Haseeb: My project name is Robotic Pet. The aim of it is to entertain. It has two functionalities:

  1. Follow using Pixy Cam: it first creates a signature of the object shown and keeps it inside its memory. Then, through a feedback loop, it adjusts the position of the robot.
  2. Paint with music using colour sensor: when different coloured cards are placed, my Robotic Pet can detect the colour and play a different sequence of tunes. It is programmed using an ‘if and else’ loop.

 

 

What was your favourite thing about attending Coolest Projects?
Haseeb: My favourite thing was:

  1. I made lots of new friends
  2. Getting to try out lots of cool programmes and gadgets
  3. The swag bag with cool stickers and especially the Blinkt, which I used to make a mini fireplace

Zaahra, 9

Zaahra had one of the most beautiful projects at Coolest Projects and even designed her own T-shirts inspired by her Scratch game! She masters coding every week at a Code Club in East London.

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Can you describe your project?
Zaahra: My project is a game that I developed on Scratch. It is called Mystical Madness. The aim of the game is to move the unicorn to catch the rainbow cupcakes — the more you catch, the more points you get. Be careful of the grey cupcakes, or you will be out!

What was your favourite thing about attending Coolest Projects?
Zaahra: My favourite part of Coolest Projects was to meet lots of other children and seeing all the different projects they have developed. I felt inspired, and I want to do even better next time!

Inspire young people to learn to code

These impressive projects prove that you are never too young (or too old!) to learn how to code. Improve your own tech skills while inspiring the next generation by becoming a Code Club volunteer at www.codeclub.org.uk/start-a-club.

Do you know someone who would make an amazing Code Club volunteer? Share this post with all the teachers, parents, developers, and other awesome people you know!

London ‘Back to school’ meetup

Mickey Day, Regional Coordinator for London and the East of England, takes us through the success of his first Code Club meetup, which included talks by people from Teaboy Games, Barefoot, and Samsung Online.

The 7 September marked my first Code Club meetup, hosted by the software company Pivotal in London. Our meetups are an opportunity for Code Club volunteers to come together to share their experiences, and for newcomers to learn about the importance of digital making, about what a Code Club entails, and about how to get involved.

Pivotal kindly allowed us to use their amazing space on Old Street for the evening. The event gave our London community the chance to celebrate Code Club’s expansion into secondary schools, and allowed potential volunteers to find out more about what we do. We welcomed almost 100 guests, who came flooding through the doors and past our table of goodies.

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Among the attendees were large numbers of teachers and potential volunteers, and everyone was keen to learn and hear the evening’s talks. The event started with attendees enjoying a drink while registering their venues with Code Club.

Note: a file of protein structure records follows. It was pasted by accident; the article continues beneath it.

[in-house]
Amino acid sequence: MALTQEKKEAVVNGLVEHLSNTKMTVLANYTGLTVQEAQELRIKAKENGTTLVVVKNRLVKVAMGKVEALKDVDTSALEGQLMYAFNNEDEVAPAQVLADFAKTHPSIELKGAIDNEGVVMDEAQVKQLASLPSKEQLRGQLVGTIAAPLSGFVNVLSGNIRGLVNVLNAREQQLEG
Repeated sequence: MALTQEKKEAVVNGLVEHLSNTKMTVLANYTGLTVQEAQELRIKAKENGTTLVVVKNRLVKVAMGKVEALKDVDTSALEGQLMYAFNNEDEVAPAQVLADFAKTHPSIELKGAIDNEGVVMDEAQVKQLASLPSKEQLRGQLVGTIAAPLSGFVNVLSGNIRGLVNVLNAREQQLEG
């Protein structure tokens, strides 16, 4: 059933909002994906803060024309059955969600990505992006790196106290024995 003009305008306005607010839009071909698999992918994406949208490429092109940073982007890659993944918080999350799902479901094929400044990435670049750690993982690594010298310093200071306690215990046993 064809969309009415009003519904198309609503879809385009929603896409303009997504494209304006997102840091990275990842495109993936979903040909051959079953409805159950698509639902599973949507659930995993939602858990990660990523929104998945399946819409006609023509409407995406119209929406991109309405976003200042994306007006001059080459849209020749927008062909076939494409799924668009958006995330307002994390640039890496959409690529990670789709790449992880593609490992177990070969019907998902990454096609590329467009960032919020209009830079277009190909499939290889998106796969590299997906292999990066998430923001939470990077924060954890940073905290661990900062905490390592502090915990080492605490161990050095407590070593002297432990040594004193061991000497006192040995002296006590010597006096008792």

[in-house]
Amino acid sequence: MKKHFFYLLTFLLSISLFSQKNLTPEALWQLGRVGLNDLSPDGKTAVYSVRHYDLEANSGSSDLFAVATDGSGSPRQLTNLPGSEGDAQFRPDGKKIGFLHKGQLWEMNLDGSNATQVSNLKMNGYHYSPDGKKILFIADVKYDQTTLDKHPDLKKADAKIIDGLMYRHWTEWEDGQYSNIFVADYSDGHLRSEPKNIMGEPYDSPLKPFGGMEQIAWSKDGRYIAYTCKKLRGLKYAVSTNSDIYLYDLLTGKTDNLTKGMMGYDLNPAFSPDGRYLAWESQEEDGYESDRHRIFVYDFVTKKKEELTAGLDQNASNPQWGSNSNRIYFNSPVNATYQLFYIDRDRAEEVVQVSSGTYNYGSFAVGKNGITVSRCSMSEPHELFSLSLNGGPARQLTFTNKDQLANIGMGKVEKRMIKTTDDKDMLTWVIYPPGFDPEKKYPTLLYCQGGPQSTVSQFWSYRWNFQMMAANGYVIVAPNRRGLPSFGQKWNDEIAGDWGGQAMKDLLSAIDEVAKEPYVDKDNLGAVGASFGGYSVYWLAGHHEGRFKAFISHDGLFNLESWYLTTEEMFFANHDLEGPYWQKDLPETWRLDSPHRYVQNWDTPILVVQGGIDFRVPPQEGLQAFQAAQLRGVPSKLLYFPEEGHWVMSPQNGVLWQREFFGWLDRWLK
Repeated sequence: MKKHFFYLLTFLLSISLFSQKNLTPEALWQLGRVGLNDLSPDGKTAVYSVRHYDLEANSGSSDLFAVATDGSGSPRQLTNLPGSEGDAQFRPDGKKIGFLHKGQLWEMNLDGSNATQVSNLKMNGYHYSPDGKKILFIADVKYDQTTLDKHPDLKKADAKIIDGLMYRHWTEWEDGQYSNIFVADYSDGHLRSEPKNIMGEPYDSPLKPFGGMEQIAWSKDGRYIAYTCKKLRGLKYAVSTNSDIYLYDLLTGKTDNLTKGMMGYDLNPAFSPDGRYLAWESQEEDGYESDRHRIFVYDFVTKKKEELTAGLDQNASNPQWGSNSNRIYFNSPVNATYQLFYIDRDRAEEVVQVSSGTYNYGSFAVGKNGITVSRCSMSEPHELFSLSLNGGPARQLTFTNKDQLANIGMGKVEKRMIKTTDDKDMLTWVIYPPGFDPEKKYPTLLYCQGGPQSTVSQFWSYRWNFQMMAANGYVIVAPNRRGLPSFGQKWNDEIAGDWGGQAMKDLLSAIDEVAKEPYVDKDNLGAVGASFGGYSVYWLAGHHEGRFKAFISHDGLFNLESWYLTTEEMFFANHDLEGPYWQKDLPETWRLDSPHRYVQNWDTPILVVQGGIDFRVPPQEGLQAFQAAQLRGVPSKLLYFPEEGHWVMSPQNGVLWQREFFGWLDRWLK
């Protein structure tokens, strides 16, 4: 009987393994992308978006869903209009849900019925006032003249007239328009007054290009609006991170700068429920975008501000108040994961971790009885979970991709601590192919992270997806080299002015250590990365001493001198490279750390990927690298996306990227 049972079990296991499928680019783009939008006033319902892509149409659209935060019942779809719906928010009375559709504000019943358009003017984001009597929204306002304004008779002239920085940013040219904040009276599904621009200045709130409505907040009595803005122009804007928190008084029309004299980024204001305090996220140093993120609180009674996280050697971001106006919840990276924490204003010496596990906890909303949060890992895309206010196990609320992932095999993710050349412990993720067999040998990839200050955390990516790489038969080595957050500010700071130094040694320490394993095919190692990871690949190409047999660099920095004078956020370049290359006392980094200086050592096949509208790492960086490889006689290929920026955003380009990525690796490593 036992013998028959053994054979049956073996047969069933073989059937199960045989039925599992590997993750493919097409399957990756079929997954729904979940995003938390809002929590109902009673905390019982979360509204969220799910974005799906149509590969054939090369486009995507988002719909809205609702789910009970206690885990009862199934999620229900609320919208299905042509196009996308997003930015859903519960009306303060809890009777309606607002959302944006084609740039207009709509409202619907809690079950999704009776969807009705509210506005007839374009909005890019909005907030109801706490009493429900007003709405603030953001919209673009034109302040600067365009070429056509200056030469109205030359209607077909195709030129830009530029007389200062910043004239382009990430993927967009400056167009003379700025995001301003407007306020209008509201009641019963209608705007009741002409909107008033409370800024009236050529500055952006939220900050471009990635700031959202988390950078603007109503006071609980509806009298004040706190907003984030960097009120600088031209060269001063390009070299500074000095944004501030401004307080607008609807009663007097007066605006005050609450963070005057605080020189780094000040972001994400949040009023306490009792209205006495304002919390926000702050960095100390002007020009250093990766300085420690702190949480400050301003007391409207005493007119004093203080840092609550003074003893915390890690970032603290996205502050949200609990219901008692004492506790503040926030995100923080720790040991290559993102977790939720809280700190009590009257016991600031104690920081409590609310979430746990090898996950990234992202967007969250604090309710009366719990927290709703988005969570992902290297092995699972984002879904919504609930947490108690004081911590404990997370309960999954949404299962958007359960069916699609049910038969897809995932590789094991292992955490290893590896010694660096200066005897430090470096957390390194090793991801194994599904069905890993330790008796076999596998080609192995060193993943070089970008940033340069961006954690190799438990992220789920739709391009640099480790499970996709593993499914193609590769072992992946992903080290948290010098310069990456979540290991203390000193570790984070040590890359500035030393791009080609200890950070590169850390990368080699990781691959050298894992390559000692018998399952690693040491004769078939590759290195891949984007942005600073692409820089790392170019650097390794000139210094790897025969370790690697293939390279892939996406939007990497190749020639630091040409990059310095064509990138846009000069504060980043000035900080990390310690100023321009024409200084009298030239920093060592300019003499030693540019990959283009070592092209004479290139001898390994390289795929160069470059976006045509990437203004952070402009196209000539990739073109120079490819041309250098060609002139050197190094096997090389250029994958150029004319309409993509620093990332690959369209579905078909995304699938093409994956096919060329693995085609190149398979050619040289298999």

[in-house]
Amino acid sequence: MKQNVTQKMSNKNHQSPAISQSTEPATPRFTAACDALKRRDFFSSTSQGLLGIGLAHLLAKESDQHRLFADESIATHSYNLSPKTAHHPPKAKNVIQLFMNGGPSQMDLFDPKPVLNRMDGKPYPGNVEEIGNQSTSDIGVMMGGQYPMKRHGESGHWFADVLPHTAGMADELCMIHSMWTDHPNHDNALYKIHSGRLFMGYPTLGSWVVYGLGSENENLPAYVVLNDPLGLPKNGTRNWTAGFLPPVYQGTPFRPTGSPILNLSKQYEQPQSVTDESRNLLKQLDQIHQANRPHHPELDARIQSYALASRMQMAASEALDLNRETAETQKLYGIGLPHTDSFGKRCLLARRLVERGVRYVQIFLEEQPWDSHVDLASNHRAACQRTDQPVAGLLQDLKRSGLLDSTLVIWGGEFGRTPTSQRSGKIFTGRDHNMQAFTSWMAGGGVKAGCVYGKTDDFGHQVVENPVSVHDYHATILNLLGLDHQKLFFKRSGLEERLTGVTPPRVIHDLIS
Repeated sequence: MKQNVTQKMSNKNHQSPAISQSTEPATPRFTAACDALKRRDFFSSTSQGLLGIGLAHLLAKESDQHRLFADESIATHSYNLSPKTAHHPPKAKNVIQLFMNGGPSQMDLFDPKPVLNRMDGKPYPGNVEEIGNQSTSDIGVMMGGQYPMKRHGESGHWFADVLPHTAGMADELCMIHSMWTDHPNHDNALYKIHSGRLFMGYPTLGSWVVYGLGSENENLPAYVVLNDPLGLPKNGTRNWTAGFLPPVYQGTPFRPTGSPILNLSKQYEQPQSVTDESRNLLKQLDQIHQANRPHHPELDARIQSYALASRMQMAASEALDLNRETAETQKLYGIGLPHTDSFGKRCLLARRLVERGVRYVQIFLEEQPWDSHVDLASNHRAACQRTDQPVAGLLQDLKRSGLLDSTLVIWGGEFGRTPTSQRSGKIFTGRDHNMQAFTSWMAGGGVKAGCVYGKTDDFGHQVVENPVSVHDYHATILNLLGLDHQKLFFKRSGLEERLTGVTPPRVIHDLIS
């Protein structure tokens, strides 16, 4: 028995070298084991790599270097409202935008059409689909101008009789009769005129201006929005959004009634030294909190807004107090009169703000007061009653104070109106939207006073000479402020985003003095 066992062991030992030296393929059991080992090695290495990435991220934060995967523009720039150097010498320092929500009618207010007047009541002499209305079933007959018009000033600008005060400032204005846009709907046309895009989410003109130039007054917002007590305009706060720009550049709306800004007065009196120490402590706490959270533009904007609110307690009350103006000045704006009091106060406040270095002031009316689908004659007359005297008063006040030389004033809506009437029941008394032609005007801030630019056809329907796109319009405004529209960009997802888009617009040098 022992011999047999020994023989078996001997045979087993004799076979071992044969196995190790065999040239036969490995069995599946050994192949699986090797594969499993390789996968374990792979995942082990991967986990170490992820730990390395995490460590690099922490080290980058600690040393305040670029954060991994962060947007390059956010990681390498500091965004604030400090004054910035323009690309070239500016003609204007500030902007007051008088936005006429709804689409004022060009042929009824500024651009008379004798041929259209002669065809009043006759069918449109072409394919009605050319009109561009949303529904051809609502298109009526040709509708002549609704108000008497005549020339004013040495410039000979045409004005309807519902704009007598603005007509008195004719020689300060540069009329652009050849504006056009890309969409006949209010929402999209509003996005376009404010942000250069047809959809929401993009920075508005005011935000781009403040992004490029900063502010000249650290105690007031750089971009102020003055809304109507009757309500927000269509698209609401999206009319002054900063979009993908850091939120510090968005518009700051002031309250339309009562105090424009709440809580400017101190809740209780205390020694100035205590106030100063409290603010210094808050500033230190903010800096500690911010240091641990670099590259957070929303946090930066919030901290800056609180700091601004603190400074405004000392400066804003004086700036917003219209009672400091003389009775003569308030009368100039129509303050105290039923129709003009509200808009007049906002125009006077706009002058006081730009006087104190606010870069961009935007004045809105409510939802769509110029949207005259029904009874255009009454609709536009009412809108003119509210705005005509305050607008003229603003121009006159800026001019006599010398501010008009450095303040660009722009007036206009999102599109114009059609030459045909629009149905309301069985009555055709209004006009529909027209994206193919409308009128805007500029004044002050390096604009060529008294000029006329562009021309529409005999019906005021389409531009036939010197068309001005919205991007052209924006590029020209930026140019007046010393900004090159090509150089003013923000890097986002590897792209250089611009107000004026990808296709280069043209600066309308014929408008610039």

When everyone had taken a seat, I opened the session with a short talk on the importance of receiving a digital education as a child, and how Code Club supports this cause.

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We continued with lightning talks from Frazer Merrick, creative director of Teaboy Games, who covered all things Scratch; Simon Vaughan-Long, volunteer for Barefoot, who impressed upon us how essential teachers’ digital knowledge is; and uve, digital advocate for Samsung Online, who demonstrated just how immersive VR can be. The session lasted an hour, then the floor was opened to questions from the audience for the panel of speakers.

After the Q&A, guests enjoyed a rather large amount of pizza before getting their hands on some activities. Code Club volunteer Marc Grossman demonstrated some Makey Makey kits capabilities: he used play dough to control Scratch sprites. Then computing student Hugh Wells flexed his musical muscles demo’ing Code Club’s new Sonic Pi projects.

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There was a lot of activity on Twitter using the hashtag #CodeClubEvent, with guests posting photos, reviews, questions, and slides of the night. Because so many community members used social media to share photos of and thoughts about the event, the hashtag was trending in London for two and a half hours. That’s pretty awesome!

The event concluded with networking and setting up new clubs in preparation for inspiring new young digital makers!

“Absolutely fantastic event – what you arranged and Pivotal hosted was truly inspiring. There was a great buzz around the place!”

— Simon Vaughan-Long, Barefoot volunteer

For more Code Club events, head over to the Code Club website, and follow @CodeClub on Twitter!

Our next free London meetup will be on 12 October 2017 from 5:30-9:00 pm at Monzo HQ on Old Street, and it will include lightning talks from Monzo, Disney, ustwo, and pi-top. Join us there to find out more about Code Club — you can get your free ticket here.